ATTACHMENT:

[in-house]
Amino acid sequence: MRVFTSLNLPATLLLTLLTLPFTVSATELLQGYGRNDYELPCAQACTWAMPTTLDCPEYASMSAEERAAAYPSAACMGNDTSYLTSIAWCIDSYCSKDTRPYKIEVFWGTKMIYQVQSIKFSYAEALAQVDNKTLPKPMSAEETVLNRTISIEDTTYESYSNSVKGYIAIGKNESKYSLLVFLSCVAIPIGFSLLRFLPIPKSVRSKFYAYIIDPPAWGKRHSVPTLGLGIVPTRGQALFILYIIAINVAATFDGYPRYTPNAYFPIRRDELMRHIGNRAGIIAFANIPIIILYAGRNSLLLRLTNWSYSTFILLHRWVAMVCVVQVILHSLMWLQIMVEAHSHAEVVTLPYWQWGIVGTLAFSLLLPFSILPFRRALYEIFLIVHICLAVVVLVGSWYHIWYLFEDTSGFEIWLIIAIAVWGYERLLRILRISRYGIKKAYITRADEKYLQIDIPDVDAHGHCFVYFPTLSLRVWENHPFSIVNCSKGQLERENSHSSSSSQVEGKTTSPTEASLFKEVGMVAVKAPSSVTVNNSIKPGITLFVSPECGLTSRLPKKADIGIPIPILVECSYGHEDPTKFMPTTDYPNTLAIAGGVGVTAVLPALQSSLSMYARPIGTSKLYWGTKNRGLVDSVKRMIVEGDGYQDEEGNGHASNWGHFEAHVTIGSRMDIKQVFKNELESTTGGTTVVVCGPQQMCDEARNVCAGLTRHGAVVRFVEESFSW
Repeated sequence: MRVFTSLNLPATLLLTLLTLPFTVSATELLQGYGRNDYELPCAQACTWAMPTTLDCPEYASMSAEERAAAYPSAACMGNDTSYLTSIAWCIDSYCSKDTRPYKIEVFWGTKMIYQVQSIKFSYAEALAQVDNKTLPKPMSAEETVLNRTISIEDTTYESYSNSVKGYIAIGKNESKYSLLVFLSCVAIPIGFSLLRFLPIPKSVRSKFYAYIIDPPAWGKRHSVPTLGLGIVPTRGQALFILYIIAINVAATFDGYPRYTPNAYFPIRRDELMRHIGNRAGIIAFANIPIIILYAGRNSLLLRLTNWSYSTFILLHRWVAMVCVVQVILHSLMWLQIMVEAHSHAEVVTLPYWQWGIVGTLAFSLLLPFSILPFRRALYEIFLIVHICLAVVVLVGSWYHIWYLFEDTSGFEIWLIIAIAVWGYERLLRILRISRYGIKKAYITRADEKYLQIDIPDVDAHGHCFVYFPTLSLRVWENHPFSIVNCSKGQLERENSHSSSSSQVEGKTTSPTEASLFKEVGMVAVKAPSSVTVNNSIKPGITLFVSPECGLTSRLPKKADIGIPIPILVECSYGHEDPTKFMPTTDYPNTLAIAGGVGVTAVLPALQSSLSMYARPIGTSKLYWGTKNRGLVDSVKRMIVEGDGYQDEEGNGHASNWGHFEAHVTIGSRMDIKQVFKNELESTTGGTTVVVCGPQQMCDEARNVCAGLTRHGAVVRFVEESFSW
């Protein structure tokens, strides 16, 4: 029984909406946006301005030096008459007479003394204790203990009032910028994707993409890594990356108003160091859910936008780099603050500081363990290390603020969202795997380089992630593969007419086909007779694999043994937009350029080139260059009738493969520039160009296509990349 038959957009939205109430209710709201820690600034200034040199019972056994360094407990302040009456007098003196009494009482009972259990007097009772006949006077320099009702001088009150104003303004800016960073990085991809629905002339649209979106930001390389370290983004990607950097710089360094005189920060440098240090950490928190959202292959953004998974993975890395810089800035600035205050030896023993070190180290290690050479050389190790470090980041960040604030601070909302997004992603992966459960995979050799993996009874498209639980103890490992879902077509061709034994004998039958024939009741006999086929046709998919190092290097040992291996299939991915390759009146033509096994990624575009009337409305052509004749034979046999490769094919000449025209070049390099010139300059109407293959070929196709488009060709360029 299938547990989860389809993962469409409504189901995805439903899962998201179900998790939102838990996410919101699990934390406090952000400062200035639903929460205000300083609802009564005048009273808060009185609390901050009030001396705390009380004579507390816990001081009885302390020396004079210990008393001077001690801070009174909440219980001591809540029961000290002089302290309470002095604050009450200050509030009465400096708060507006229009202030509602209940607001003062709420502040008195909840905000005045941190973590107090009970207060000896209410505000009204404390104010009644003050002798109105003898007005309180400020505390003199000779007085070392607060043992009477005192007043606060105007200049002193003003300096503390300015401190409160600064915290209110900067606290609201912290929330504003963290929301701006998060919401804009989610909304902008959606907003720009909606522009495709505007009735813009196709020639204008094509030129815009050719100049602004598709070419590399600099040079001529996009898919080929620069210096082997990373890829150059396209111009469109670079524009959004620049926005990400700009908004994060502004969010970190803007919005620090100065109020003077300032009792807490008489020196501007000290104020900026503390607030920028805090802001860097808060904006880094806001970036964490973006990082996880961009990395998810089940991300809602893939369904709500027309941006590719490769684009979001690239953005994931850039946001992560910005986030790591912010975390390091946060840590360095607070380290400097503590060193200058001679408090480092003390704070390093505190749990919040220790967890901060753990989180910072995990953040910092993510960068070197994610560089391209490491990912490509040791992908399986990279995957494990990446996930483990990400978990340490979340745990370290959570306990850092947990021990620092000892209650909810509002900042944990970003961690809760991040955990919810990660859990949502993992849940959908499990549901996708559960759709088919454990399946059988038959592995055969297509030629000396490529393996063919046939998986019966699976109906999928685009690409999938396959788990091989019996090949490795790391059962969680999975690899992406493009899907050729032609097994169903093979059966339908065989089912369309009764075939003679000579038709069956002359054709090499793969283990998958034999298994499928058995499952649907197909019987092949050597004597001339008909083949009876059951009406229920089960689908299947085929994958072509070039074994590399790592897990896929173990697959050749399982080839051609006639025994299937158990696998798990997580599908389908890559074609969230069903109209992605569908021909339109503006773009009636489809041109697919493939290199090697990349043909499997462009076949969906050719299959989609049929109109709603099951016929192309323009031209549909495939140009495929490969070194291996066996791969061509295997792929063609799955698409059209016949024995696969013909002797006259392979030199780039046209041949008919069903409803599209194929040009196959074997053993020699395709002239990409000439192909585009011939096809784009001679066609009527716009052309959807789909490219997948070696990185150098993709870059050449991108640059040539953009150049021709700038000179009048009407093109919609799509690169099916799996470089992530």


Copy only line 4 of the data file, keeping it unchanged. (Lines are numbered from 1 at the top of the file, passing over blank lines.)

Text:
């Protein structure tokens, strides 16, 4: 029984909406946006301005030096008459007479003394204790203990009032910028994707993409890594990356108003160091859910936008780099603050500081363990290390603020969202795997380089992630593969007419086909007779694999043994937009350029080139260059009738493969520039160009296509990349 038959957009939205109430209710709201820690600034200034040199019972056994360094407990302040009456007098003196009494009482009972259990007097009772006949006077320099009702001088009150104003303004800016960073990085991809629905002339649209979106930001390389370290983004990607950097710089360094005189920060440098240090950490928190959202292959953004998974993975890395810089800035600035205050030896023993070190180290290690050479050389190790470090980041960040604030601070909302997004992603992966459960995979050799993996009874498209639980103890490992879902077509061709034994004998039958024939009741006999086929046709998919190092290097040992291996299939991915390759009146033509096994990624575009009337409305052509004749034979046999490769094919000449025209070049390099010139300059109407293959070929196709488009060709360029 299938547990989860389809993962469409409504189901995805439903899962998201179900998790939102838990996410919101699990934390406090952000400062200035639903929460205000300083609802009564005048009273808060009185609390901050009030001396705390009380004579507390816990001081009885302390020396004079210990008393001077001690801070009174909440219980001591809540029961000290002089302290309470002095604050009450200050509030009465400096708060507006229009202030509602209940607001003062709420502040008195909840905000005045941190973590107090009970207060000896209410505000009204404390104010009644003050002798109105003898007005309180400020505390003199000779007085070392607060043992009477005192007043606060105007200049002193003003300096503390300015401190409160600064915290209110900067606290609201912290929330504003963290929301701006998060919401804009989610909304902008959606907003720009909606522009495709505007009735813009196709020639204008094509030129815009050719100049602004598709070419590399600099040079001529996009898919080929620069210096082997990373890829150059396209111009469109670079524009959004620049926005990400700009908004994060502004969010970190803007919005620090100065109020003077300032009792807490008489020196501007000290104020900026503390607030920028805090802001860097808060904006880094806001970036964490973006990082996880961009990395998810089940991300809602893939369904709500027309941006590719490769684009979001690239953005994931850039946001992560910005986030790591912010975390390091946060840590360095607070380290400097503590060193200058001679408090480092003390704070390093505190749990919040220790967890901060753990989180910072995990953040910092993510960068070197994610560089391209490491990912490509040791992908399986990279995957494990990446996930483990990400978990340490979340745990370290959570306990850092947990021990620092000892209650909810509002900042944990970003961690809760991040955990919810990660859990949502993992849940959908499990549901996708559960759709088919454990399946059988038959592995055969297509030629000396490529393996063919046939998986019966699976109906999928685009690409999938396959788990091989019996090949490795790391059962969680999975690899992406493009899907050729032609097994169903093979059966339908065989089912369309009764075939003679000579038709069956002359054709090499793969283990998958034999298994499928058995499952649907197909019987092949050597004597001339008909083949009876059951009406229920089960689908299947085929994958072509070039074994590399790592897990896929173990697959050749399982080839051609006639025994299937158990696998798990997580599908389908890559074609969230069903109209992605569908021909339109503006773009009636489809041109697919493939290199090697990349043909499997462009076949969906050719299959989609049929109109709603099951016929192309323009031209549909495939140009495929490969070194291996066996791969061509295997792929063609799955698409059209016949024995696969013909002797006259392979030199780039046209041949008919069903409803599209194929040009196959074997053993020699395709002239990409000439192909585009011939096809784009001679066609009527716009052309959807789909490219997948070696990185150098993709870059050449991108640059040539953009150049021709700038000179009048009407093109919609799509690169099916799996470089992530």